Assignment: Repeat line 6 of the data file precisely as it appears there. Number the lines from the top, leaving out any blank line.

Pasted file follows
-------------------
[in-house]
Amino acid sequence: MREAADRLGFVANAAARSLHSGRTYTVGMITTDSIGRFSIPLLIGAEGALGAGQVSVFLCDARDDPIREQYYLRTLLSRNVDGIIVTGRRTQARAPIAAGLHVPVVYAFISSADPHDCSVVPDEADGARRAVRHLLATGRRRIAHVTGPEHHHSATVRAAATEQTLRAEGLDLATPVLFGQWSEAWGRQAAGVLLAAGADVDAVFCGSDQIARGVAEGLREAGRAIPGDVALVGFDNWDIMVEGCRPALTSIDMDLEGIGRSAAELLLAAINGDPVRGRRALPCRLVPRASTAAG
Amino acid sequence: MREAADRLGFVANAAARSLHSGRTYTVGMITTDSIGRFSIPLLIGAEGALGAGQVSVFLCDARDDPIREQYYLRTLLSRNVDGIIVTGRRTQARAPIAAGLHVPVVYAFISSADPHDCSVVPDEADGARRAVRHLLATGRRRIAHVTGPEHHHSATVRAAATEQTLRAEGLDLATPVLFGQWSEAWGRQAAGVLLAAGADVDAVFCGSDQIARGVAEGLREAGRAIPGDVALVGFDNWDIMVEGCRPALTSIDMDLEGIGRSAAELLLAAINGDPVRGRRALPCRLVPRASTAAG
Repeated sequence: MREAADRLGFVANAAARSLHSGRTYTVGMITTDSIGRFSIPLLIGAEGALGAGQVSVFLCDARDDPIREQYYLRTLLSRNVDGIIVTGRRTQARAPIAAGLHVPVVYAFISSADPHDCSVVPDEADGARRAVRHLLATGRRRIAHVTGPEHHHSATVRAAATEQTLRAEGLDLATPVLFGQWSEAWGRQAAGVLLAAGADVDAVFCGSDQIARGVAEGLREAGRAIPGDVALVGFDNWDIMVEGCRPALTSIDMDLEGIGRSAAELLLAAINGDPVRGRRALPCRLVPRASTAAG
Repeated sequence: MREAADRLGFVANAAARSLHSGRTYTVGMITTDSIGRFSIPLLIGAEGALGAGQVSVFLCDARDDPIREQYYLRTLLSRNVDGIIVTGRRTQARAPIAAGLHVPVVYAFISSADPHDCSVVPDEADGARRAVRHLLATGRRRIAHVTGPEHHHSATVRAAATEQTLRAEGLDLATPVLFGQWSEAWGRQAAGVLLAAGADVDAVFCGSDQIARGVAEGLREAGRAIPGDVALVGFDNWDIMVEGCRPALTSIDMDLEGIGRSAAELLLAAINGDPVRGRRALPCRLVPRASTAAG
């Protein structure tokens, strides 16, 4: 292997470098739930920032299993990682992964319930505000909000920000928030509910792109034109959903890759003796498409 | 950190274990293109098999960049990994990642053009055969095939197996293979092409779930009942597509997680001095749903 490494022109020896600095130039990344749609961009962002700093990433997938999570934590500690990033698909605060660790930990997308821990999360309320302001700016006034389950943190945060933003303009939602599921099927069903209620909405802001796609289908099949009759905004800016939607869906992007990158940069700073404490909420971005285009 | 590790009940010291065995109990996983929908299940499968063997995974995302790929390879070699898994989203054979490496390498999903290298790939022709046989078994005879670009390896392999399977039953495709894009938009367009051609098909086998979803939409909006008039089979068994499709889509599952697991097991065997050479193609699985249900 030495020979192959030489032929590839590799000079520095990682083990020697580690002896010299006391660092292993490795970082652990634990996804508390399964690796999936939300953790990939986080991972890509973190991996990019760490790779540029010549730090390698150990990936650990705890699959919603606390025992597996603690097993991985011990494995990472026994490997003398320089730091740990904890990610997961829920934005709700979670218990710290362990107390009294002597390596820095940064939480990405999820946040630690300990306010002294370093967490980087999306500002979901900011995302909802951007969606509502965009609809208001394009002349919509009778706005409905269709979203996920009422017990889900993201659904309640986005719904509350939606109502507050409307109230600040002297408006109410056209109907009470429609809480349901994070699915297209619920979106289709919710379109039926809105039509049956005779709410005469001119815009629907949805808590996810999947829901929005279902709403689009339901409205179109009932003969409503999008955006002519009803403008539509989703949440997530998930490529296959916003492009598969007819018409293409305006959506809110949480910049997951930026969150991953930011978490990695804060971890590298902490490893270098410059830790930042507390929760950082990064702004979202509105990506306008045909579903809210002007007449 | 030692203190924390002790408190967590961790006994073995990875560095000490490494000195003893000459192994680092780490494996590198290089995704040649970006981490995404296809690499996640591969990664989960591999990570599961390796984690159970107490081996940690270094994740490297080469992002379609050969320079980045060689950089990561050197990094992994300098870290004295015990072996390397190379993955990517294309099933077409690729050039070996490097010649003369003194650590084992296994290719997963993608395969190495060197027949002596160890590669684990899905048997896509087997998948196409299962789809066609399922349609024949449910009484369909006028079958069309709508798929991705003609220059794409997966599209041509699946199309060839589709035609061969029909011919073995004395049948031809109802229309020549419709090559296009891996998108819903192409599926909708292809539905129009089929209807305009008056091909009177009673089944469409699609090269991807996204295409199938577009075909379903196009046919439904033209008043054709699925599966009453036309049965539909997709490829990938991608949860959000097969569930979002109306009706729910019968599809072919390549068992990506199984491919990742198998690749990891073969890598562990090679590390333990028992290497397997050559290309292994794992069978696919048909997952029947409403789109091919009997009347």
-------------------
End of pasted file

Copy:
């Protein structure tokens, strides 16, 4: 292997470098739930920032299993990682992964319930505000909000920000928030509910792109034109959903890759003796498409 | 950190274990293109098999960049990994990642053009055969095939197996293979092409779930009942597509997680001095749903 490494022109020896600095130039990344749609961009962002700093990433997938999570934590500690990033698909605060660790930990997308821990999360309320302001700016006034389950943190945060933003303009939602599921099927069903209620909405802001796609289908099949009759905004800016939607869906992007990158940069700073404490909420971005285009 | 590790009940010291065995109990996983929908299940499968063997995974995302790929390879070699898994989203054979490496390498999903290298790939022709046989078994005879670009390896392999399977039953495709894009938009367009051609098909086998979803939409909006008039089979068994499709889509599952697991097991065997050479193609699985249900 030495020979192959030489032929590839590799000079520095990682083990020697580690002896010299006391660092292993490795970082652990634990996804508390399964690796999936939300953790990939986080991972890509973190991996990019760490790779540029010549730090390698150990990936650990705890699959919603606390025992597996603690097993991985011990494995990472026994490997003398320089730091740990904890990610997961829920934005709700979670218990710290362990107390009294002597390596820095940064939480990405999820946040630690300990306010002294370093967490980087999306500002979901900011995302909802951007969606509502965009609809208001394009002349919509009778706005409905269709979203996920009422017990889900993201659904309640986005719904509350939606109502507050409307109230600040002297408006109410056209109907009470429609809480349901994070699915297209619920979106289709919710379109039926809105039509049956005779709410005469001119815009629907949805808590996810999947829901929005279902709403689009339901409205179109009932003969409503999008955006002519009803403008539509989703949440997530998930490529296959916003492009598969007819018409293409305006959506809110949480910049997951930026969150991953930011978490990695804060971890590298902490490893270098410059830790930042507390929760950082990064702004979202509105990506306008045909579903809210002007007449 | 030692203190924390002790408190967590961790006994073995990875560095000490490494000195003893000459192994680092780490494996590198290089995704040649970006981490995404296809690499996640591969990664989960591999990570599961390796984690159970107490081996940690270094994740490297080469992002379609050969320079980045060689950089990561050197990094992994300098870290004295015990072996390397190379993955990517294309099933077409690729050039070996490097010649003369003194650590084992296994290719997963993608395969190495060197027949002596160890590669684990899905048997896509087997998948196409299962789809066609399922349609024949449910009484369909006028079958069309709508798929991705003609220059794409997966599209041509699946199309060839589709035609061969029909011919073995004395049948031809109802229309020549419709090559296009891996998108819903192409599926909708292809539905129009089929209807305009008056091909009177009673089944469409699609090269991807996204295409199938577009075909379903196009046919439904033209008043054709699925599966009453036309049965539909997709490829990938991608949860959000097969569930979002109306009706729910019968599809072919390549068992990506199984491919990742198998690749990891073969890598562990090679590390333990028992290497397997050559290309292994794992069978696919048909997952029947409403789109091919009997009347």